Vic Morgan Blog: A day of pride…

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BBC Devon’s Vic Morgan continues his weekly blog only here on The Washbag.

What a day… Saturday January the 7th 2012, will go down as one of the great days of Swindon Town’s recent history.

Wigan Athletic came to the County Ground as favourites. They’re a Premier League team, and should get past a side from League Two.

That was reinforced when they went in front. Aden Flint conceding a penalty. The original spot kick struck an upright, but the rebound was put in…so 1-0 to the big boys.

Should be plain sailing from then on shouldn’t it…?

From then on, the Town were superb. An equaliser from Alan Connell, and a winner from Paul Benson. Absolutely wonderful.

No Town fan could have felt anything but the greatest of pride for their team, and manager Paolo Di Canio described it as the greatest day in his career…quite something from someone who was one of the Premier League’s best.

It was fantastic to see the County Ground rocking.

The day for me was ended in the best possible way with Athletic manager Roberto Martinez being so gracious in defeat…a true gent and a credit to the sport.

It also turned out to be my last ever Swindon Town commentary, although I didn’t know that at the time…quite a way to go out.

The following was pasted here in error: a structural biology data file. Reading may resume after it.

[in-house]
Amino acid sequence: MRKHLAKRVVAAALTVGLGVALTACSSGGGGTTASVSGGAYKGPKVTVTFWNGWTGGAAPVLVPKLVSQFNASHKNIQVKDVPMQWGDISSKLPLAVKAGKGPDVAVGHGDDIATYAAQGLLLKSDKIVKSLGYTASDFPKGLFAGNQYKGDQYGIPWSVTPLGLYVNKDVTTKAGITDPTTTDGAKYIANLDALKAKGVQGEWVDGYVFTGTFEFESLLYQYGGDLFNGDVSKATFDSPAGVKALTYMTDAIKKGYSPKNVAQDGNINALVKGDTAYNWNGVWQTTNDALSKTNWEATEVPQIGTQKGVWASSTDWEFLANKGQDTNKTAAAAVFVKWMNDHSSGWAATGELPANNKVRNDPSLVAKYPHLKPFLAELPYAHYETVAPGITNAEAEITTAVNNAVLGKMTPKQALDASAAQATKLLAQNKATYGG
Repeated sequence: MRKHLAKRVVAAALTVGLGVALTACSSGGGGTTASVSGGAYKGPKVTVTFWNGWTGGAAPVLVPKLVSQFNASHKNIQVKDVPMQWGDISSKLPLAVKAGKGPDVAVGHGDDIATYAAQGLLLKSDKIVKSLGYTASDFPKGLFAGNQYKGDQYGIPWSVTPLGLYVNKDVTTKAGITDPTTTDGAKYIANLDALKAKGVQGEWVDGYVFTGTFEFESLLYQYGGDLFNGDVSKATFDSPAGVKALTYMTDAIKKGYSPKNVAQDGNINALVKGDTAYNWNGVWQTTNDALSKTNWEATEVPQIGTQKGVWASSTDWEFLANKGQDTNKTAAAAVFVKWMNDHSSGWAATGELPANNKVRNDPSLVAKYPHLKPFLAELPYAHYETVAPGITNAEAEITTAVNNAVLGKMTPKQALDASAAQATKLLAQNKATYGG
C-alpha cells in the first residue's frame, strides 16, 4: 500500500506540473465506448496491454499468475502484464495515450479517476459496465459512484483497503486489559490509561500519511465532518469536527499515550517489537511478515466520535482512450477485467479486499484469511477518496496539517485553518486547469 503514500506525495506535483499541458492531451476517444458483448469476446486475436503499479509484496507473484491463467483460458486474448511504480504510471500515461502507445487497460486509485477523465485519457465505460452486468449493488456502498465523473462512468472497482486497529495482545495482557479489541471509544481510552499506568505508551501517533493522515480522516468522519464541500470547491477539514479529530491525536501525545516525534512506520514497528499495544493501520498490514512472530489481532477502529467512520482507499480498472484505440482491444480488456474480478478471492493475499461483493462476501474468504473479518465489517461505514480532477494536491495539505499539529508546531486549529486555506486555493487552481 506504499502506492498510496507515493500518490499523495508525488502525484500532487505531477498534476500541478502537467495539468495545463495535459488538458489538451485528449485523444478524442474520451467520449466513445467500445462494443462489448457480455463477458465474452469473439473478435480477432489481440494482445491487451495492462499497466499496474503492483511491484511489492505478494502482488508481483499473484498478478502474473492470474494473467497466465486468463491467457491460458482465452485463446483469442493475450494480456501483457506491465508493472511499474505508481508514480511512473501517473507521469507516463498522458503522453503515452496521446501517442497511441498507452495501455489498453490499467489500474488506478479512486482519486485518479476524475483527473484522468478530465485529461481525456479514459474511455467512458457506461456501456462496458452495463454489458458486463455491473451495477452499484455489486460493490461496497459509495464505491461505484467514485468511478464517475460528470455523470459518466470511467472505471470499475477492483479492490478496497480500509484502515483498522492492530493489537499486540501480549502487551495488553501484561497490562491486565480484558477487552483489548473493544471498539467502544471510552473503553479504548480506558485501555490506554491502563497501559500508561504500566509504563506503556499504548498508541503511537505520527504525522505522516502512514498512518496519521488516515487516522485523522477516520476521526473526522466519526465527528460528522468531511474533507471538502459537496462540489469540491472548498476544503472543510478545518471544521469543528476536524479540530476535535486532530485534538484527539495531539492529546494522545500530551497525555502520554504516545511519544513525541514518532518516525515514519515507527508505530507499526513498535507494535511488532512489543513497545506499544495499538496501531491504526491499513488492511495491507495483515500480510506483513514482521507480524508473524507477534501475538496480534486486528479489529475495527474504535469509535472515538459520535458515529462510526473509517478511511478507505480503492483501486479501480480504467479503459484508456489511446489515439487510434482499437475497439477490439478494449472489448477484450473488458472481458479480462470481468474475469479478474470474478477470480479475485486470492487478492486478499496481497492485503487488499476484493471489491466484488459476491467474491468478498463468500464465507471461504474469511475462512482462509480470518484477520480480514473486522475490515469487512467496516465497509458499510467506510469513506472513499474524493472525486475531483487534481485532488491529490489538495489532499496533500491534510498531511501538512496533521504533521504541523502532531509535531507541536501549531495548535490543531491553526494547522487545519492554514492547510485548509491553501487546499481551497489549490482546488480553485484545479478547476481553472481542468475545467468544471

As for the next round.. ? A decent enough draw to be honest. A trip to either Forest or Leicester, a game which gives us a chance and we’ll again have a great following.

Yes it was FANTASTIC day……

OFF TO BARNET….

Another cup competition on Tuesday then…

The first leg of the Johnstone’s Paint Trophy at Underhill. Great atmosphere before the game in the chip shops and pubs…and a feeling of confidence.

The game turned out to be okay, and a header from Flint set us on our way.

I think tiredness caught up with us, and the tie is now level going to the County Ground on February the 7th.

Most of the ground was populated by Swindon fans, and they created a great noise in the ground. Hopefully they’ll do the same at the Dom Valley on Saturday.

Alan McCormack picked up another booking and now misses the next two games.

That will be a blow, because Alan has been immense at the heart of the Town defence. The impact he’s had alongside Aden Flint has been tremendous, and Alan’s been one of the stars of the season.

TOUCHLINE BAN…

Paolo has been banned from the touchline for the game in South Yorkshire at the weekend, a small price to pay for that glorious moment at Northampton on New Years Eve. It was one which Swindon fans will remember forever…one of the most incredible exhibitions of joy at his team winning a game I’ve ever seen.

And so to Rotherham, and Swindon’s first visit to the Don Valley.. Let’s hope its memorable, and the Town take three more points in their quest for promotion.

It’s turning out to be a great season, and my Late Show on BBC Radio Devon is full of texts and emails wishing Swindon well….

Keep it loud, keep it proud, keep it SWINDON

Vic

FA Cup ‘Shock’ Report – Swindon 2 Wigan 1: ‘Nuff Said…

Swindon Town v Wigan Athletic - Paul Benson celebrates

Swindon Town are into the FA Cup fourth round thanks to a magnificent 2-1 victory over Wigan Athletic….we’ve not had the opportunity to celebrate that achievement in a while writes Ron Smith.

It’s been fifteen long years since our previous run beyond round three. Town are rewarded with a trip the East Midlands; thanks to goals from Alan Connell and Paul Benson, this after Callum McManaman pounced to shoot following a wayward Wigan penalty.